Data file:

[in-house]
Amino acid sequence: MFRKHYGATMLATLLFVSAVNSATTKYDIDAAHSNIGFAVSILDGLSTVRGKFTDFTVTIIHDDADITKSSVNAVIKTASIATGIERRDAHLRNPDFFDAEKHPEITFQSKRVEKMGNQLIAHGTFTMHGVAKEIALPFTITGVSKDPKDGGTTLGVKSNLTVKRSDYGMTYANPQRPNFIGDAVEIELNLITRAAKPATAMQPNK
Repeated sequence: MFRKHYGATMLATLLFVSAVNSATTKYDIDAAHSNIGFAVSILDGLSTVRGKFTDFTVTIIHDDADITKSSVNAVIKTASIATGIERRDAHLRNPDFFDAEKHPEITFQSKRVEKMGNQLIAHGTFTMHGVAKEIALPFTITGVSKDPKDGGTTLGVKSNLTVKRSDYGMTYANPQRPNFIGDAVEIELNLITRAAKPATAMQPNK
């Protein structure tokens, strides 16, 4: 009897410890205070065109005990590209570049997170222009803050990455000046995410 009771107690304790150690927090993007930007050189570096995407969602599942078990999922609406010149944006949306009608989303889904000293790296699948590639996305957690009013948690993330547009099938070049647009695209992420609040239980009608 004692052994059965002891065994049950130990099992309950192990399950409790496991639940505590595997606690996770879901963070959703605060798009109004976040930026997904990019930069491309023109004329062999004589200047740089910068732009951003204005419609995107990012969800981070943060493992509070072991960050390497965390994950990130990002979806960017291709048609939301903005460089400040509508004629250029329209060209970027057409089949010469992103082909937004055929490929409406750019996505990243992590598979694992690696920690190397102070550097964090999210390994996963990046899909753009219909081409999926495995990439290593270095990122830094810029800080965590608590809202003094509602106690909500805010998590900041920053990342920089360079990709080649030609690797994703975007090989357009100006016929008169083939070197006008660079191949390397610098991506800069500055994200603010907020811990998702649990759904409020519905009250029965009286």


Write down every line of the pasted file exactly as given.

[in-house]
Amino acid sequence: MFRKHYGATMLATLLFVSAVNSATTKYDIDAAHSNIGFAVSILDGLSTVRGKFTDFTVTIIHDDADITKSSVNAVIKTASIATGIERRDAHLRNPDFFDAEKHPEITFQSKRVEKMGNQLIAHGTFTMHGVAKEIALPFTITGVSKDPKDGGTTLGVKSNLTVKRSDYGMTYANPQRPNFIGDAVEIELNLITRAAKPATAMQPNK
Repeated sequence: MFRKHYGATMLATLLFVSAVNSATTKYDIDAAHSNIGFAVSILDGLSTVRGKFTDFTVTIIHDDADITKSSVNAVIKTASIATGIERRDAHLRNPDFFDAEKHPEITFQSKRVEKMGNQLIAHGTFTMHGVAKEIALPFTITGVSKDPKDGGTTLGVKSNLTVKRSDYGMTYANPQRPNFIGDAVEIELNLITRAAKPATAMQPNK
């Protein structure tokens, strides 16, 4: 009897410890205070065109005990590209570049997170222009803050990455000046995410 009771107690304790150690927090993007930007050189570096995407969602599942078990999922609406010149944006949306009608989303889904000293790296699948590639996305957690009013948690993330547009099938070049647009695209992420609040239980009608 004692052994059965002891065994049950130990099992309950192990399950409790496991639940505590595997606690996770879901963070959703605060798009109004976040930026997904990019930069491309023109004329062999004589200047740089910068732009951003204005419609995107990012969800981070943060493992509070072991960050390497965390994950990130990002979806960017291709048609939301903005460089400040509508004629250029329209060209970027057409089949010469992103082909937004055929490929409406750019996505990243992590598979694992690696920690190397102070550097964090999210390994996963990046899909753009219909081409999926495995990439290593270095990122830094810029800080965590608590809202003094509602106690909500805010998590900041920053990342920089360079990709080649030609690797994703975007090989357009100006016929008169083939070197006008660079191949390397610098991506800069500055994200603010907020811990998702649990759904409020519905009250029965009286």